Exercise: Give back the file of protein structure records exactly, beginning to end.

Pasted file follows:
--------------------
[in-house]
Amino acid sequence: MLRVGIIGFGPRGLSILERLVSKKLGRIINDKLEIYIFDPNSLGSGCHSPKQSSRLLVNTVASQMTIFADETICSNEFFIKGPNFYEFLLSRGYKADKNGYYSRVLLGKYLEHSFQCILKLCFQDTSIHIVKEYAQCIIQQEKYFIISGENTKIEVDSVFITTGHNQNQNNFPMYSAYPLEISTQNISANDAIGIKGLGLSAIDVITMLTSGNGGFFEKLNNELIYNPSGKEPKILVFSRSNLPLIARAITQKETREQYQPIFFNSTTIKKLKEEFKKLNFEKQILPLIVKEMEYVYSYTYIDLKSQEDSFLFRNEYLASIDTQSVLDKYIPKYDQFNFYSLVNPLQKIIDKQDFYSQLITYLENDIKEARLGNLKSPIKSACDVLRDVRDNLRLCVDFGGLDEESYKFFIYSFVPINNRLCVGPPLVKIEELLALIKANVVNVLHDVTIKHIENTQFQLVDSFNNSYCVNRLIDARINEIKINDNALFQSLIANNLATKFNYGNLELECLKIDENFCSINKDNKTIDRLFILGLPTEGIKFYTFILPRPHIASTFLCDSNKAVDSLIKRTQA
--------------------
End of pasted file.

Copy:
[in-house]
Amino acid sequence: MLRVGIIGFGPRGLSILERLVSKKLGRIINDKLEIYIFDPNSLGSGCHSPKQSSRLLVNTVASQMTIFADETICSNEFFIKGPNFYEFLLSRGYKADKNGYYSRVLLGKYLEHSFQCILKLCFQDTSIHIVKEYAQCIIQQEKYFIISGENTKIEVDSVFITTGHNQNQNNFPMYSAYPLEISTQNISANDAIGIKGLGLSAIDVITMLTSGNGGFFEKLNNELIYNPSGKEPKILVFSRSNLPLIARAITQKETREQYQPIFFNSTTIKKLKEEFKKLNFEKQILPLIVKEMEYVYSYTYIDLKSQEDSFLFRNEYLASIDTQSVLDKYIPKYDQFNFYSLVNPLQKIIDKQDFYSQLITYLENDIKEARLGNLKSPIKSACDVLRDVRDNLRLCVDFGGLDEESYKFFIYSFVPINNRLCVGPPLVKIEELLALIKANVVNVLHDVTIKHIENTQFQLVDSFNNSYCVNRLIDARINEIKINDNALFQSLIANNLATKFNYGNLELECLKIDENFCSINKDNKTIDRLFILGLPTEGIKFYTFILPRPHIASTFLCDSNKAVDSLIKRTQA